Rabalais: Rinse, repeat, rinse, repeat … we can all relate to Sergio Garcia’s fate on 15

AUGUSTA, Ga. — Only 52 men have known what it is like to win the Masters tournament. That percentage of the 60 million of us worldwide who call ourselves golfers is so small as to require a microscope to find it.

But we all can relate to the disaster that befell last year’s Masters champion, Sergio Garcia, on Thursday.

Last year, he who is from Spain reigned, winning his first major title after 74 tries. It was an emotional and popular sudden-death victory over Justin Rose, highlighted by an eagle 3 on the par-5 15th hole where Garcia’s second shot banged heroically off the flagstick before settling a few feet away.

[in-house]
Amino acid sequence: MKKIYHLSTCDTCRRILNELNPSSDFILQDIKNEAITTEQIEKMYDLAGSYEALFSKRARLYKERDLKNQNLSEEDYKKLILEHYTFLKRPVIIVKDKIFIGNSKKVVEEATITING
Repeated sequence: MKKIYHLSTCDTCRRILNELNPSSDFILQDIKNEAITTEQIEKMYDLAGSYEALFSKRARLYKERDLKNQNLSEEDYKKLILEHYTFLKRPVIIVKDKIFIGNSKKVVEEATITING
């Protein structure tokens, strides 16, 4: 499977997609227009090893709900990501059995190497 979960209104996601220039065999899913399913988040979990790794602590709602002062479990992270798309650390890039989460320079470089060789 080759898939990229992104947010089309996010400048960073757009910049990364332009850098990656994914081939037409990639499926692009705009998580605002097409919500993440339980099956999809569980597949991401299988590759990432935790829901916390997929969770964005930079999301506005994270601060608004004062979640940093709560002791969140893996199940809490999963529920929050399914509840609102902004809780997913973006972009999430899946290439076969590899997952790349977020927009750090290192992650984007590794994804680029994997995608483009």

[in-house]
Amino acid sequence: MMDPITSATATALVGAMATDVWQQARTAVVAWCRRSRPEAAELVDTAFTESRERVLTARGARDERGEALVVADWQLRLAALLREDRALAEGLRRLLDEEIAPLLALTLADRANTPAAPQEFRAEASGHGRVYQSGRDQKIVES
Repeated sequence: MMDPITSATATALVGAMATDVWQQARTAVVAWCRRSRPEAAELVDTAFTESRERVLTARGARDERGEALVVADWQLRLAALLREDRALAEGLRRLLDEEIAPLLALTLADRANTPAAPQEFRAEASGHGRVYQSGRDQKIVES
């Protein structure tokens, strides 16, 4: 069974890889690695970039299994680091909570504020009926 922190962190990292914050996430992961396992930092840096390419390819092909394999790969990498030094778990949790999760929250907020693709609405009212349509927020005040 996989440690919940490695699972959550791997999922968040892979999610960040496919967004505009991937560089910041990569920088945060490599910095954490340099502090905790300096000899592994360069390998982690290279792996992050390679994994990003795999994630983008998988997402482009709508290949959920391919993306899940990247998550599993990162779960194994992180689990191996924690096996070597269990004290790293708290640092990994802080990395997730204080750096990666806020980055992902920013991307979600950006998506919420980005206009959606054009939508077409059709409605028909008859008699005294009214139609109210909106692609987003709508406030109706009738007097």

He almost pulled a Gene Sarazen, who made a 2 for a double eagle on 15 en route to winning the 1935 Masters.

His next time through 15, Garcia pulled a Tom Weiskopf. He pumped five shots into the pond fronting the green (uno, dos, tres, cuatro, cinco) resulting in a 13. An octuple bogey. It was the worst score ever on the 15th, beating the old record two. It tied Weiskopf, who in 1980 built a bridge across Rae’s Creek with all the balls he splashed on the 12th hole, for the worst score on any hole in Masters history.

Quick question: If a double-eagle like Sarazen had in ’35 is also called an

Article source: http://www.theadvocate.com/baton_rouge/sports/scott_rabalais/article_f62b8baa-3934-11e8-9841-172482c00847.html

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